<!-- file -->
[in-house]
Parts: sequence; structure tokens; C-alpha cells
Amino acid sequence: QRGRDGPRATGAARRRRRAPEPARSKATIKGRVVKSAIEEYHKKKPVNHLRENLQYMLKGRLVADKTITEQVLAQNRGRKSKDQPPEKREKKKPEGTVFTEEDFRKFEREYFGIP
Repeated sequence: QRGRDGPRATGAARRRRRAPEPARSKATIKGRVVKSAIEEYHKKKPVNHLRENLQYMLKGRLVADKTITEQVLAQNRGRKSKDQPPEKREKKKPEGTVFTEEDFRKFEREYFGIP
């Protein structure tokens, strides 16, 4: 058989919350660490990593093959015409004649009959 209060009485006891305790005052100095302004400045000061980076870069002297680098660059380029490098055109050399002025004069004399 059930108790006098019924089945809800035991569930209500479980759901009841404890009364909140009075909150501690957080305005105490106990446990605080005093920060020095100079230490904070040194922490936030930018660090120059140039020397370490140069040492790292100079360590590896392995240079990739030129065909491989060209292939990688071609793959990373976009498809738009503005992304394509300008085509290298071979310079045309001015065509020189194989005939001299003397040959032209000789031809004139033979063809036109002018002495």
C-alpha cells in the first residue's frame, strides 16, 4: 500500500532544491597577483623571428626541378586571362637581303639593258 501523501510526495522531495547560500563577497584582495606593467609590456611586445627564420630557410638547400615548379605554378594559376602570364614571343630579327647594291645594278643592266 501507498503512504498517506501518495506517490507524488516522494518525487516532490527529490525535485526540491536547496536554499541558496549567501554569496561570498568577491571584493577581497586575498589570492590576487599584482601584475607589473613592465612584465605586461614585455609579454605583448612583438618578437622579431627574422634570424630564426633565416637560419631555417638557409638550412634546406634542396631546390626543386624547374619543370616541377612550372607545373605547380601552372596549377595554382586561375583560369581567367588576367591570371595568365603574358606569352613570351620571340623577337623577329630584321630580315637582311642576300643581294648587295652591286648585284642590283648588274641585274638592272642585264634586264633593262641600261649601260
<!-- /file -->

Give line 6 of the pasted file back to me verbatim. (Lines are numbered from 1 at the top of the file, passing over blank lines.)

C-alpha cells in the first residue's frame, strides 16, 4: 500500500532544491597577483623571428626541378586571362637581303639593258 501523501510526495522531495547560500563577497584582495606593467609590456611586445627564420630557410638547400615548379605554378594559376602570364614571343630579327647594291645594278643592266 501507498503512504498517506501518495506517490507524488516522494518525487516532490527529490525535485526540491536547496536554499541558496549567501554569496561570498568577491571584493577581497586575498589570492590576487599584482601584475607589473613592465612584465605586461614585455609579454605583448612583438618578437622579431627574422634570424630564426633565416637560419631555417638557409638550412634546406634542396631546390626543386624547374619543370616541377612550372607545373605547380601552372596549377595554382586561375583560369581567367588576367591570371595568365603574358606569352613570351620571340623577337623577329630584321630580315637582311642576300643581294648587295652591286648585284642590283648588274641585274638592272642585264634586264633593262641600261649601260